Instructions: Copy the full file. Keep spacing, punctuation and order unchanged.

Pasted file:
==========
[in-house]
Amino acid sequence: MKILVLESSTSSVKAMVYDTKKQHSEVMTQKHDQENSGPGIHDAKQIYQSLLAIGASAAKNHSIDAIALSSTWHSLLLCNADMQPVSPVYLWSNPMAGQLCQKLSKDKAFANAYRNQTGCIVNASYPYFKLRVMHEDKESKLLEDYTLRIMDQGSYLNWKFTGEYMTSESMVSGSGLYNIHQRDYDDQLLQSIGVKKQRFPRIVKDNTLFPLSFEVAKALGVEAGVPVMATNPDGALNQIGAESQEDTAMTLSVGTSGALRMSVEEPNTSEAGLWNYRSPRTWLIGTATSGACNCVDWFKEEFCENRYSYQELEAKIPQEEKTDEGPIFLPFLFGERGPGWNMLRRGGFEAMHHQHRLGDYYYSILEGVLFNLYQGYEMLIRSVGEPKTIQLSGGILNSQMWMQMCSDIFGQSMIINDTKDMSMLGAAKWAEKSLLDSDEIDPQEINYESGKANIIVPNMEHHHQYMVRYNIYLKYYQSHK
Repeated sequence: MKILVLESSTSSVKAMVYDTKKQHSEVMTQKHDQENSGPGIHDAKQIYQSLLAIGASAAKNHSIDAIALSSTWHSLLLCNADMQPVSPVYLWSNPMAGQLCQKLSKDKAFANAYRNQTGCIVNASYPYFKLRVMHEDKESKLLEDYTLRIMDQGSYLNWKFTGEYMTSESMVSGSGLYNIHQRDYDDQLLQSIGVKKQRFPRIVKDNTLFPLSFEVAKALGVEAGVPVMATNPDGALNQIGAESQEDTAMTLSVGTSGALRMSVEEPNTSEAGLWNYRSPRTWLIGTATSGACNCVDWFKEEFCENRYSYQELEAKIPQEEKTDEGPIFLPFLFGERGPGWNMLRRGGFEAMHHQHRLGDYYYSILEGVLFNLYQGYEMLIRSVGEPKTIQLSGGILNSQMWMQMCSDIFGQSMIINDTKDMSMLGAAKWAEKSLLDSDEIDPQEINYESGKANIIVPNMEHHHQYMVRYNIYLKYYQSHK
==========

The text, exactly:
[in-house]
Amino acid sequence: MKILVLESSTSSVKAMVYDTKKQHSEVMTQKHDQENSGPGIHDAKQIYQSLLAIGASAAKNHSIDAIALSSTWHSLLLCNADMQPVSPVYLWSNPMAGQLCQKLSKDKAFANAYRNQTGCIVNASYPYFKLRVMHEDKESKLLEDYTLRIMDQGSYLNWKFTGEYMTSESMVSGSGLYNIHQRDYDDQLLQSIGVKKQRFPRIVKDNTLFPLSFEVAKALGVEAGVPVMATNPDGALNQIGAESQEDTAMTLSVGTSGALRMSVEEPNTSEAGLWNYRSPRTWLIGTATSGACNCVDWFKEEFCENRYSYQELEAKIPQEEKTDEGPIFLPFLFGERGPGWNMLRRGGFEAMHHQHRLGDYYYSILEGVLFNLYQGYEMLIRSVGEPKTIQLSGGILNSQMWMQMCSDIFGQSMIINDTKDMSMLGAAKWAEKSLLDSDEIDPQEINYESGKANIIVPNMEHHHQYMVRYNIYLKYYQSHK
Repeated sequence: MKILVLESSTSSVKAMVYDTKKQHSEVMTQKHDQENSGPGIHDAKQIYQSLLAIGASAAKNHSIDAIALSSTWHSLLLCNADMQPVSPVYLWSNPMAGQLCQKLSKDKAFANAYRNQTGCIVNASYPYFKLRVMHEDKESKLLEDYTLRIMDQGSYLNWKFTGEYMTSESMVSGSGLYNIHQRDYDDQLLQSIGVKKQRFPRIVKDNTLFPLSFEVAKALGVEAGVPVMATNPDGALNQIGAESQEDTAMTLSVGTSGALRMSVEEPNTSEAGLWNYRSPRTWLIGTATSGACNCVDWFKEEFCENRYSYQELEAKIPQEEKTDEGPIFLPFLFGERGPGWNMLRRGGFEAMHHQHRLGDYYYSILEGVLFNLYQGYEMLIRSVGEPKTIQLSGGILNSQMWMQMCSDIFGQSMIINDTKDMSMLGAAKWAEKSLLDSDEIDPQEINYESGKANIIVPNMEHHHQYMVRYNIYLKYYQSHK